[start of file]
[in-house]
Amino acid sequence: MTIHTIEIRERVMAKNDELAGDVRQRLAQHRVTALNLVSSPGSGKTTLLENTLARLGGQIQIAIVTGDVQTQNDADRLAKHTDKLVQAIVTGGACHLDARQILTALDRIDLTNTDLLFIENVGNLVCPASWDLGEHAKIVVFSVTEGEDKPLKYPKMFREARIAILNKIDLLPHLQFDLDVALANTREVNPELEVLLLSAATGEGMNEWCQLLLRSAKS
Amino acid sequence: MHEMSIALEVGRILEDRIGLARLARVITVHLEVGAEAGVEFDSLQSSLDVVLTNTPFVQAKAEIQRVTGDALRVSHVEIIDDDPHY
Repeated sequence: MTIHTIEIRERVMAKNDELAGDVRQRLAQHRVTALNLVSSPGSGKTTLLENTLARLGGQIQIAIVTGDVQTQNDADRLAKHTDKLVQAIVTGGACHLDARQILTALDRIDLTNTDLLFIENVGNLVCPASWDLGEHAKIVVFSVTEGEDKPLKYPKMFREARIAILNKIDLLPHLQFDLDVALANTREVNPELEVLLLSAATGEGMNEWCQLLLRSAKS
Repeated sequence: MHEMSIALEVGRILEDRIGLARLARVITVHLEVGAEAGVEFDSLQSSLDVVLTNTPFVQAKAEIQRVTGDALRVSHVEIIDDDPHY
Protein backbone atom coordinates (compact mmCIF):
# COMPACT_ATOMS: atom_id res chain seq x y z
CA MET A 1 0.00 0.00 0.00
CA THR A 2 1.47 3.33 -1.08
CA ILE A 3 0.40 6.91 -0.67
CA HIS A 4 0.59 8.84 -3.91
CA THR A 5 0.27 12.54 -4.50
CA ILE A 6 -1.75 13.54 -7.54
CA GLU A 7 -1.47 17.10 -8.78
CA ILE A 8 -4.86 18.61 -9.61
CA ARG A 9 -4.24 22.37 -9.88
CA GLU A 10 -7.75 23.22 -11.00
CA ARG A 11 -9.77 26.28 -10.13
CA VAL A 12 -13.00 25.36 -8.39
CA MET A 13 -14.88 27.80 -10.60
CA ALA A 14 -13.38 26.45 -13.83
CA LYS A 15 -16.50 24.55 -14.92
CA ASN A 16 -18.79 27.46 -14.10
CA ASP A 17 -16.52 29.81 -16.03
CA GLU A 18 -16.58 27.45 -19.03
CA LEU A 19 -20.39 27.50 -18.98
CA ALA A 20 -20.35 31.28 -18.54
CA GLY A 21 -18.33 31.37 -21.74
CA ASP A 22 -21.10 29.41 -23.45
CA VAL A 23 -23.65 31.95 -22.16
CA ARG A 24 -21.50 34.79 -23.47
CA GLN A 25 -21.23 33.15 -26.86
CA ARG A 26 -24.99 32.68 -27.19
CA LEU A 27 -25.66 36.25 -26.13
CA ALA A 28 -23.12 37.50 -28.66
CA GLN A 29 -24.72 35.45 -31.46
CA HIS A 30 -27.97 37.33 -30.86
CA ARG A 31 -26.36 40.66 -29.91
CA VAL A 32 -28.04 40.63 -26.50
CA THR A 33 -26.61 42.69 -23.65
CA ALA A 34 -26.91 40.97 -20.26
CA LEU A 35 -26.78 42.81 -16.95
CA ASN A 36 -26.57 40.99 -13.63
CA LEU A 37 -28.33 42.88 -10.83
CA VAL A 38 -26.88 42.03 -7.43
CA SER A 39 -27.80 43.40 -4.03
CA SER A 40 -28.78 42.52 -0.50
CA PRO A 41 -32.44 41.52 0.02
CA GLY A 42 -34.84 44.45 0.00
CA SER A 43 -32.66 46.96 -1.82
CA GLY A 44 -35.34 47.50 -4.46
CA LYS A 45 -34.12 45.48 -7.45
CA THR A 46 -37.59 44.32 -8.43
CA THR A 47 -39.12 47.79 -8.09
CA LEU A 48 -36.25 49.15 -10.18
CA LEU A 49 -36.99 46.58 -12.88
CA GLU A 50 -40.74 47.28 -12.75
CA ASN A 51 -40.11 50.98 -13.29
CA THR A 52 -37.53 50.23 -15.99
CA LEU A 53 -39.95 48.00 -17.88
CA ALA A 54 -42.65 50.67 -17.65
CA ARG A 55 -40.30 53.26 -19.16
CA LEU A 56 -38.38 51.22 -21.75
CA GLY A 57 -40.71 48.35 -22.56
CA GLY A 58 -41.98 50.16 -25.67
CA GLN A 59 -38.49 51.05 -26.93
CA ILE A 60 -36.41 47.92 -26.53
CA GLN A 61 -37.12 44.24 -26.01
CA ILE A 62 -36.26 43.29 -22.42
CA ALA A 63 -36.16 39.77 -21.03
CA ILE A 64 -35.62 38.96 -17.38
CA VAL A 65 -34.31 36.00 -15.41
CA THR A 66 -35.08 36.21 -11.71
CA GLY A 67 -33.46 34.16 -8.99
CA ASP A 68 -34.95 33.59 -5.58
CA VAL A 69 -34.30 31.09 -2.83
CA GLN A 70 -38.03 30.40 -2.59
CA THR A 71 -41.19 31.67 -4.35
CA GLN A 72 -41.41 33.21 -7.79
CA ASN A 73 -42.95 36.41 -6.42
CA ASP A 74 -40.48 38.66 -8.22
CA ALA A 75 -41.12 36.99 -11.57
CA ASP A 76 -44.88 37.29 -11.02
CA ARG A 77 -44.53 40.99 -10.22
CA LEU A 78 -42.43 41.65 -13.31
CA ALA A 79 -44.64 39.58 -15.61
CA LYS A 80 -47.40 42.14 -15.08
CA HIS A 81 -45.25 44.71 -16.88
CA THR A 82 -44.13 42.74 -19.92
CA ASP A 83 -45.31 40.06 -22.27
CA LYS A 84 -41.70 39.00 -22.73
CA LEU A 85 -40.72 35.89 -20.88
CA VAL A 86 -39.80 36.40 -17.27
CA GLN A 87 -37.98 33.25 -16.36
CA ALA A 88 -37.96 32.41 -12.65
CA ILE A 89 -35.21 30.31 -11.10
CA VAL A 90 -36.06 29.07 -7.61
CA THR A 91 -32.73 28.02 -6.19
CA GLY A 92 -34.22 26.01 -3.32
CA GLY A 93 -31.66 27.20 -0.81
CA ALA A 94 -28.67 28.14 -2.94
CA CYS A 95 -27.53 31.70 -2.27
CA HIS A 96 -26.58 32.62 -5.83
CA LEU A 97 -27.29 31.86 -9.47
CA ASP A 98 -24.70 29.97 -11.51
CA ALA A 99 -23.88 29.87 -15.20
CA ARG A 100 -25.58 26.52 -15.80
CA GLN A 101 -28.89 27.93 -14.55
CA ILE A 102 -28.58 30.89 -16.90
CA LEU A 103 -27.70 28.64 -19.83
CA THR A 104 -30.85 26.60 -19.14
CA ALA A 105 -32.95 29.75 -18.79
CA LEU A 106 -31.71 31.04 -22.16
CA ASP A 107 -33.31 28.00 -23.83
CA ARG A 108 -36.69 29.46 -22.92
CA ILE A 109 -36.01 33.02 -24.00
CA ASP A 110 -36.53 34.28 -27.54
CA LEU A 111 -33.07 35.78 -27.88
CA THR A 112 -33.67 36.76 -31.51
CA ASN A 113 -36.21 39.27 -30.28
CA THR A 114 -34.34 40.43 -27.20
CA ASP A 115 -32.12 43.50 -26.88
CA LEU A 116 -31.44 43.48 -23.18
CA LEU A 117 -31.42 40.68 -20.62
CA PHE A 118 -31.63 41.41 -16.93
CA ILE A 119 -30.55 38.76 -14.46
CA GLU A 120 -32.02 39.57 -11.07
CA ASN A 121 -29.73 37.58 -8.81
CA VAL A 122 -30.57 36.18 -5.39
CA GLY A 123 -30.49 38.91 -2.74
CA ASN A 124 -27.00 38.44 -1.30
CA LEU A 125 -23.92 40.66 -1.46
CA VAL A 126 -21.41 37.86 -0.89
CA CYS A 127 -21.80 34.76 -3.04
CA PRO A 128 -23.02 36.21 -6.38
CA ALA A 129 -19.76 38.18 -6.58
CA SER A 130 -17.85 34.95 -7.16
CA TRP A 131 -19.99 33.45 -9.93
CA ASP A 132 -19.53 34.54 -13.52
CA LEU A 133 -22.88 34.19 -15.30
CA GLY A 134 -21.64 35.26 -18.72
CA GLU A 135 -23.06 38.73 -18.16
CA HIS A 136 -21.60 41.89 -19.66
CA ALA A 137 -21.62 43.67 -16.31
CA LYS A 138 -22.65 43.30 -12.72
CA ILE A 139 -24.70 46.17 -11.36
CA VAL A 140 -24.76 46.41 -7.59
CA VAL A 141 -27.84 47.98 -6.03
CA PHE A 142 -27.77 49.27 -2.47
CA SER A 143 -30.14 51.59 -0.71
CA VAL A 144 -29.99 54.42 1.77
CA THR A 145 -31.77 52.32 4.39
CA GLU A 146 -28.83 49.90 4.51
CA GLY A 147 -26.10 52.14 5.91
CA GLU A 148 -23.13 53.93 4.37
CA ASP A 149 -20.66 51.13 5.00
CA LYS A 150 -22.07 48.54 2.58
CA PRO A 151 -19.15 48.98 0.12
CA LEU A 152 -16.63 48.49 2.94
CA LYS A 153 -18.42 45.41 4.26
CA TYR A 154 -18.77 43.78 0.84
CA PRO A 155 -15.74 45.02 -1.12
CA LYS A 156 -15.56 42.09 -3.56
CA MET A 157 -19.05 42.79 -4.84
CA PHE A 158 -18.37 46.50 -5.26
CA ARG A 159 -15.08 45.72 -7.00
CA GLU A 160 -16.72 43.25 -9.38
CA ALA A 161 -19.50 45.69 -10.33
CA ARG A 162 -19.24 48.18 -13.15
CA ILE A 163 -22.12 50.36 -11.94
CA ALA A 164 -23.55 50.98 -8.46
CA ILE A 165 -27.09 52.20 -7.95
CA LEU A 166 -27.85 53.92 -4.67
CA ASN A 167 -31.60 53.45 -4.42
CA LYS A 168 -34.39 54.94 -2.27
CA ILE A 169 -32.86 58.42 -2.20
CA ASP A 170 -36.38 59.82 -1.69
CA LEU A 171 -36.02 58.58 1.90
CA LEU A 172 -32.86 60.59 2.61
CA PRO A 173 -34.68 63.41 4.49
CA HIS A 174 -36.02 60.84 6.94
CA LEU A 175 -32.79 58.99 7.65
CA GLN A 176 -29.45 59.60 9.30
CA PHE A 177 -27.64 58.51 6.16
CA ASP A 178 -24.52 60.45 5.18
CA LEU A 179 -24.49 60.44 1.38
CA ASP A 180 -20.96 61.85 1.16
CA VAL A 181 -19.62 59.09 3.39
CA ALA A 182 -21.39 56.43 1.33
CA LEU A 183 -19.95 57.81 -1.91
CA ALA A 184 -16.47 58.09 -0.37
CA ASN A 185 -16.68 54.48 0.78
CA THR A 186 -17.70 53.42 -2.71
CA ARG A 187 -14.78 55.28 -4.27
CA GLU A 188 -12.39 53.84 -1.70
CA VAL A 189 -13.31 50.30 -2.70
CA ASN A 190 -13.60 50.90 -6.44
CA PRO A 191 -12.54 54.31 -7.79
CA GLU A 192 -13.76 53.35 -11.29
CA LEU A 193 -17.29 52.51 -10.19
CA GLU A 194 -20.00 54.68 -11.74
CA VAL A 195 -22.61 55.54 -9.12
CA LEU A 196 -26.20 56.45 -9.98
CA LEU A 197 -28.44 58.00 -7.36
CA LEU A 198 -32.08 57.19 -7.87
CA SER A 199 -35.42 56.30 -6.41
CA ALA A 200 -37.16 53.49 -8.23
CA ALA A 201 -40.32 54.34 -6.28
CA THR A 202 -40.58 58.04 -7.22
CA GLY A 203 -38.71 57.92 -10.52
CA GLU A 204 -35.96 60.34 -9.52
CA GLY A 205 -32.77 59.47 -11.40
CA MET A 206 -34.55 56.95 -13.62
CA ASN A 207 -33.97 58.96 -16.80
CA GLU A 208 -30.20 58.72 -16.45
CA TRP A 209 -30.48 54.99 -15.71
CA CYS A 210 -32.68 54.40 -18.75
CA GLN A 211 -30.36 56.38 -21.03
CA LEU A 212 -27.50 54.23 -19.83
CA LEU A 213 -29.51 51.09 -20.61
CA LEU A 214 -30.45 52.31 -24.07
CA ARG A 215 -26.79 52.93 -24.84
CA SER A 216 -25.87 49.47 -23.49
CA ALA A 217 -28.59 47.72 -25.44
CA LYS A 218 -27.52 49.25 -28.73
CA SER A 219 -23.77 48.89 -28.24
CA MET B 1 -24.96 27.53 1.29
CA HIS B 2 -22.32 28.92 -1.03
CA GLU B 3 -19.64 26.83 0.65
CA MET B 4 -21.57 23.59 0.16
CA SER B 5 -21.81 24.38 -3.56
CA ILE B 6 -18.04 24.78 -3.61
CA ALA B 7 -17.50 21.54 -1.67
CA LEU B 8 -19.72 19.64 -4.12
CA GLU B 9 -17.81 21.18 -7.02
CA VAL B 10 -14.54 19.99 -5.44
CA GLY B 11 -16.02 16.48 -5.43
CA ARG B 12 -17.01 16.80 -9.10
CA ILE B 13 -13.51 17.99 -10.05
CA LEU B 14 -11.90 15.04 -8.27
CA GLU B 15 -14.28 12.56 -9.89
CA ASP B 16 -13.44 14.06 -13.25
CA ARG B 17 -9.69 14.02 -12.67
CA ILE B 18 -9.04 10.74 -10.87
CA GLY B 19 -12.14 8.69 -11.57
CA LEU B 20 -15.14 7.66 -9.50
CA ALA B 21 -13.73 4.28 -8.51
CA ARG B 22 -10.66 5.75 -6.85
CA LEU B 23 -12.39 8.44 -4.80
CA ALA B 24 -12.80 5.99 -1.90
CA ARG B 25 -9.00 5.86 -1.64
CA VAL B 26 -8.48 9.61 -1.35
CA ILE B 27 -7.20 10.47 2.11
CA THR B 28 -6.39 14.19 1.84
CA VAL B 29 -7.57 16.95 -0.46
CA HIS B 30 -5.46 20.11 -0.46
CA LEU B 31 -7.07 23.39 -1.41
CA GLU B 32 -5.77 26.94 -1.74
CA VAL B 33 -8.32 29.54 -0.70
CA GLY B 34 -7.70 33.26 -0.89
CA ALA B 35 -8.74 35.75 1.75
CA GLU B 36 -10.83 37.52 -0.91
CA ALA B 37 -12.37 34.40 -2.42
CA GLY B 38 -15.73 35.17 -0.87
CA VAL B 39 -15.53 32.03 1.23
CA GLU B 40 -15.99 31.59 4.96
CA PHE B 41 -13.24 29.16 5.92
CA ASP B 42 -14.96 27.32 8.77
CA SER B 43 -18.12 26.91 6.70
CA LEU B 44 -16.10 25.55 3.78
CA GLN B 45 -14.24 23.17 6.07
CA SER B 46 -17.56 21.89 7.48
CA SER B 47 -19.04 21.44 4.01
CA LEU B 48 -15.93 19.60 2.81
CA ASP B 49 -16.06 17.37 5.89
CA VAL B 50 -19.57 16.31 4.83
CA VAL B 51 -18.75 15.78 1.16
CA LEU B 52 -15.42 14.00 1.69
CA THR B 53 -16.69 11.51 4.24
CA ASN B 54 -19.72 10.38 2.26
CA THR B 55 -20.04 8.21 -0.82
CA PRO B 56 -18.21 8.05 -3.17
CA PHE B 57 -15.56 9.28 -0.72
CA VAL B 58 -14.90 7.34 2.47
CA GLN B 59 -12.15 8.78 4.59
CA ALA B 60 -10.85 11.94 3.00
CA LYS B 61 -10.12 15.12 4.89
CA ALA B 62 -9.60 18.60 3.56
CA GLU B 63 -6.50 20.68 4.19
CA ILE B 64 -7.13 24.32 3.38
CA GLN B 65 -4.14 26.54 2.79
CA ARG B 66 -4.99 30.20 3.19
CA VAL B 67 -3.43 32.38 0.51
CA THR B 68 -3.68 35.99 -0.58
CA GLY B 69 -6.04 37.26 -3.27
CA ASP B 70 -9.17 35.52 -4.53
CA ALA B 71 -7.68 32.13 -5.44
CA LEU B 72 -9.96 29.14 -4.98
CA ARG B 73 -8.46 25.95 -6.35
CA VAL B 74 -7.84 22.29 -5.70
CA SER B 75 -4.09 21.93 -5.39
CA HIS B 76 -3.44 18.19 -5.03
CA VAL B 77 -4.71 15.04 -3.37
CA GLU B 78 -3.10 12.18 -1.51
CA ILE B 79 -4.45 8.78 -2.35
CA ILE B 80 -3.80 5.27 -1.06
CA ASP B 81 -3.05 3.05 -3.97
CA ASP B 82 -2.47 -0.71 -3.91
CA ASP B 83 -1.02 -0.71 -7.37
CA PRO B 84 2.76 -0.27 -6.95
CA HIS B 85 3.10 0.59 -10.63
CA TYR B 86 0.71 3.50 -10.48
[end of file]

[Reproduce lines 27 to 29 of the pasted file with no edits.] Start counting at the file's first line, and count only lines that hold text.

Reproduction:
CA ALA A 20 -20.35 31.28 -18.54
CA GLY A 21 -18.33 31.37 -21.74
CA ASP A 22 -21.10 29.41 -23.45